The Pepsi Spire: PepsiCo’s Computerized Fountain Beverage Machine Provides a Lesson in the Factors that go into Product Development in a Competitive Environment

One of the different models of the Pepsi Spire pictured on the left and the Coke Freestyle pictured on the right

In the soda industry the first two names that will come to people’s minds are typically Coke and Pepsi. The two companies that represent these massive brands compete fiercely with each other within multiple segments of the soft drink industry. It’s not uncommon for one of them to follow the other when a successful product or product line extension has been launched with a comparable competing version of that item. In the case of futuristic fountain beverages PepsiCo is already about five years behind the Coca Cola Company and still in the process of testing and refining their equivalent in a few locations around the country.

An interesting article in AdAge provides readers with a sneak peek into the development of the Pepsi Spire; PepsiCo’s computerized soft drink vending machine that will be part vending machine and part entertainment console. Although the Spire has some catching up to do with the Coke Freestyle, it seems that Pepsi has learned a lot during the time that the Freestyle has been in the market and some of the lessons that have been learned are particularly interesting from a marketing management perspective.

Some of the differences between the two products include that the Pepsi Spire will offer 1,000 possible flavor combinations compared to the newest Freestyle, which offers 146. The Spire, like the Freestyle, will limit the options to only those that have been determined to yield combinations that consumers would find enjoyable. Another consideration in the design of the Spire includes the development of three different types of models to enable a wider range of businesses to be able to install the machine in their locations (for instance, a smaller model that can sit on a counter).  Additionally, the company is developing functionality in the product that will allow people to gift beverages to their friends and family.

While choice and interactivity are clearly elements valued by most people, they are increasingly important considerations for marketing to millenials. A past article in USA Today discusses the Freestyle from a few angles notes that some teens actually make the decision on which fast food restaurant to go on the basis of whether there is a Freestyle machine at that restaurant. Moe’s Southwest Grill, a popular chain with 540 locations (400 of which have Freestyle machines) indicates that the machine is boosting same store sales by about 4% to 6% annually with some of that growth being attributed to getting customers who in the past drank water to instead purchase a fountain beverage.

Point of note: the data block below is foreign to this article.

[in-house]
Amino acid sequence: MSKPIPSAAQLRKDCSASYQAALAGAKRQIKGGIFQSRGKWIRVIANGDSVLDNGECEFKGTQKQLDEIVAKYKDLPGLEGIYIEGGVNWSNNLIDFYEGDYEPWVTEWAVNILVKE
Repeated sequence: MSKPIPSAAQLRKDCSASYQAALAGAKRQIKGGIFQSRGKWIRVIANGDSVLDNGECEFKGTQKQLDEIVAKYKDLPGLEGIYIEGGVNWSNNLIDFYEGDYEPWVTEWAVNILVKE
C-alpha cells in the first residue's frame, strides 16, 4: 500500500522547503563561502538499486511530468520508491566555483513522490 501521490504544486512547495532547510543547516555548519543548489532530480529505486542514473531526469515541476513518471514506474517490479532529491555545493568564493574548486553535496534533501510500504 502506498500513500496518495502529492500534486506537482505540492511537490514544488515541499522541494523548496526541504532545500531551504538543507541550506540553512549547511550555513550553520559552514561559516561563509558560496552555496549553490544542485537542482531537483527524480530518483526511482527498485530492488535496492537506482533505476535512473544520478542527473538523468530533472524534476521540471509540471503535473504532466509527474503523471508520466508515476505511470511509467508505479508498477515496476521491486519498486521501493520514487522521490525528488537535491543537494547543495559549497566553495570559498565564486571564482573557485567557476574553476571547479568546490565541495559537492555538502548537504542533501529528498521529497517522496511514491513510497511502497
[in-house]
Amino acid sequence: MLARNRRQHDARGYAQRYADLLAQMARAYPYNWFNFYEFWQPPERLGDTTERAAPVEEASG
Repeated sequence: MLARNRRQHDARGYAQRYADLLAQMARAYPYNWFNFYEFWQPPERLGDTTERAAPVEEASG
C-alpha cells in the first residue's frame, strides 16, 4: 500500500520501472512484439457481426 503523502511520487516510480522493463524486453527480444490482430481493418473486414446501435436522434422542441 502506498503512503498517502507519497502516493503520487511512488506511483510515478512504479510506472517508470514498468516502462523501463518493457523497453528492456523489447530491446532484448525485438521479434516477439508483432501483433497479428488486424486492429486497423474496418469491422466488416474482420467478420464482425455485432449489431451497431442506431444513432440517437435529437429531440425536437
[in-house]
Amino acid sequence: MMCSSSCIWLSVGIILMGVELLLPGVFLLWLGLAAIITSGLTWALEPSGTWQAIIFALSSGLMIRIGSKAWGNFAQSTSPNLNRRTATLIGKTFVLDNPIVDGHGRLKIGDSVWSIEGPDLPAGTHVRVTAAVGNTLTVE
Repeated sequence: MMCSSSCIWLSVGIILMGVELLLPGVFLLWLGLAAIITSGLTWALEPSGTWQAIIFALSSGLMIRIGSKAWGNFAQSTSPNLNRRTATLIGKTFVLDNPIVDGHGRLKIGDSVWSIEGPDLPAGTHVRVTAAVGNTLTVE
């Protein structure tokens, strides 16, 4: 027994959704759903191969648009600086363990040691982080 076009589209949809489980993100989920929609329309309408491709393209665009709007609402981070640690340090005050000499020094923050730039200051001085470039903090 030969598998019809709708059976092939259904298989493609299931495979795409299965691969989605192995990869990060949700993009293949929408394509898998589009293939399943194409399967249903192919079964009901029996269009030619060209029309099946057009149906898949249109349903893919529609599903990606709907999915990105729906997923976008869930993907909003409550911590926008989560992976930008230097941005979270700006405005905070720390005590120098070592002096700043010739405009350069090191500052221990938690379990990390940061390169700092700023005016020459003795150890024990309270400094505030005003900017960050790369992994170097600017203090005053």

So for PepsiCo and the Coca Cola Company the reasons for investing in the technology can be seen in regards to building the business in the restaurant and entertainment space. It gets even more interesting when you think about the potential for the machines as a source of market research data that can be applied within the retail space. Of all the combinations that are carried within the Freestyle machine and will be carried within the Spire machine very few will represent products carried in bottle form.  However, since the machines are computerized they are able to collect massive volumes of data on the combinations that consumers choose.

Now let’s say you were to discover that 50% of consumption from one of these machines came from a combination that was only available through the machine. Wouldn’t you want to offer that combination at gas stations for instance when those same consumers go to get their cars filled up and stop into the gas station’s store for perhaps a beverage and a snack? The Coca Cola Company has already put the potential for data collection from these machines into play when they realized that Fanta Cherry, a product not sold in bottled form was highly popular amongst users of the Freestyle. The product was rolled this year in June. The potential to use these machines to better understand the tastes and preferences of consumers offer significant long term value for both of these companies and provide another reason why they have chosen to invest a significant amount of their resources in their development.

Clearly there are a number of benefits that can be provided by a digital fountain beverage machine for a soft drink company. From a marketing management perspective it is particularly interesting to consider what product development process entailed as well as the type of research and discussion that went into the initial decision to develop the product within both companies. With that in mind some questions to consider:

  • As one of the two major players within the soft drink industry would you rather be the first mover into the market with a Freestyle or Spire, or would you rather follow suit and learn from the first mover? What internal and external factors would you want to consider in making this decision?
  • How would you approach rolling out this product to restaurants and other businesses? Would you favor a more gradual approach or try to be as aggressive as possible in getting it into as many locations as possible? What risks are present with each approach?